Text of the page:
Friday’s Fast Five… 5 Links that Made Me Laugh, Question and Think

On Tuesday, I was publicly named the Teacher of the Year at Robbinsville High School–my adopted home for past 13 years. It was an honor reserved for only my best khakis.

The pre-picture ultimatum… ” If don’t smile you don’t eat!”

Cindy and the three kids were in attendance. Cindy took pictures, Dylan begged for food, Chase picked his nose and Haley daydreamed and complained about the heat.

The Robbinsville Board of Education was there. As was my principal, some parents, some colleagues, some of my students and a shy 4th grade girl who wrote an award winning essay about the power of words.

It really was a great experience, one that I truly and sincerely  appreciated. However– between you and me– I feel a little weird receiving an award that announces my pedagogical prowess.

Awesome pic…I look like a 12 year old being publicly shamed!

I don’t consider myself to be a master of pedagogical practices. I’ve been privileged to work with and learn from an array of teachers who have a much deeper database of “best practices” then I do.

My approach to every class, no matter the content, is a simple one. A simple approach built on three simple tenets (that may or may not have been pirated from a Kenny Rodgers song):

1. Make em’ laugh a little

2. Make em’ question a little

3. Make em’ think a lot

I feel that if I can get an angsty 17 year old to do those 3 things on a Tuesday morning in February then I’m doing at least something thing right.

Unfortunately money, politics and high stakes testing have deformed 21st century education into something I often struggle to recognize.  Education is now a complex collection of graphs and charts and diagrams and algorithms that make the art of teaching resemble an algebraic expression rather then a natural form of human interaction. And that breaks my apple-red heart.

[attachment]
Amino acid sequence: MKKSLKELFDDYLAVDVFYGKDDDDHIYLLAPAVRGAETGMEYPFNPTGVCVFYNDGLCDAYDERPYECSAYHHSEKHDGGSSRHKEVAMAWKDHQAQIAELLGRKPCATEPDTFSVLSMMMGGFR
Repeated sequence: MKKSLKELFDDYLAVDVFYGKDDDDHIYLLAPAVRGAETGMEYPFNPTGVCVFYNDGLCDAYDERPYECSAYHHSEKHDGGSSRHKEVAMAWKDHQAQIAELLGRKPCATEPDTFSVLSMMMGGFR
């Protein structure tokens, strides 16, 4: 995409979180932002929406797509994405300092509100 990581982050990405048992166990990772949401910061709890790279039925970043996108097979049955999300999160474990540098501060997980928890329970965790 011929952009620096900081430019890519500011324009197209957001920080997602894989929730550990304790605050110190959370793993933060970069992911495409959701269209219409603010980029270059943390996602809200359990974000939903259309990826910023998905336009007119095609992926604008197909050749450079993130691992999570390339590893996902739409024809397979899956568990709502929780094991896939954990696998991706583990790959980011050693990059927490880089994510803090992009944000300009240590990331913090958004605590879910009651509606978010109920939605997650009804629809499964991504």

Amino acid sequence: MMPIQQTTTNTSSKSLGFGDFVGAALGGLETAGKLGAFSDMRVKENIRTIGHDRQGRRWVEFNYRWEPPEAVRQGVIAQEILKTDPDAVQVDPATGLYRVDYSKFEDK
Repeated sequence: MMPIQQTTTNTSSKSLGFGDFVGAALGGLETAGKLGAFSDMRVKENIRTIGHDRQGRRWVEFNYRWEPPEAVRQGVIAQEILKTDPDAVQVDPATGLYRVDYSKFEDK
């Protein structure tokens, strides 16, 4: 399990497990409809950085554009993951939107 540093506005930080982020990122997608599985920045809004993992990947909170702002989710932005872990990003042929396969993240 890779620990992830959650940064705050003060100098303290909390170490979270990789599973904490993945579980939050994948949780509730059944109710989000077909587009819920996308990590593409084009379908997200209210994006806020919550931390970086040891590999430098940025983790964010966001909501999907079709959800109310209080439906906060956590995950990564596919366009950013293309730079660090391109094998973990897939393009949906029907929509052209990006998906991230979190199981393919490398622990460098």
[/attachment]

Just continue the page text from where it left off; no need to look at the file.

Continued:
Over the past few months I’ve learned that my 3 teaching tenets are the foundation of this website. Each week when I think about what I want to say to you, I start with my teaching tenets. For me, it just seems natural that good teaching and good storytelling are pillared by the same 3 tenants.

So this week– to honor ( what appears to be) the lost art of simply teaching– I would like to share 5 links I found this week in cyberspace that made me –and I hope make you– laugh ( a little), question ( a little) and think ( a lot). Hope you enjoy…

1. Dad Joke Tweets— These are hilarious and a well crafted dad tweet is dad tweetsomething I can only hope to one day master.

2. British Rock/Folk band Mumford and Son’s latest single There Will Be Time— This video rocks,especially at the 2:12 mark. In fact, if you don’t smile or tap afoot at the sheer aliveness that illuminates your screen at that mark–  maybe you’re dead and I suggest you tell someone. After watching the video the first time, I thought for a long time about Kurt Vonnegut’s great quote,      “Music is to me, proof of the existence of God.”

11 Things Everyone Needs You to Know–This article made me question every human interaction I ever had. Ever.

4. 12 Philosophers share Quotes on Happiness–I love quotes by smart people (not to undersell quotes by dumb people because dumb people quotes can be nietzcevery entertaining in their own right). But I especially love smart people quotes on simple things– in this case happiness. This one really got me questioning my own definition of happiness–Die Hard, a recliner and a pint of Guinness. It also got me wondering if anyone ever had the decency to talk to Nieitzsche about the brambly disaster swinging right under his nose.

5. The Psychological Benefits of Writing–“Getting important ideas down alleviates the stress of losing your thoughts to time or an overcrowded mind.”  This article made me think about how writing has psychologically benefited me. It also made me question why more people don’t write.

Be well,






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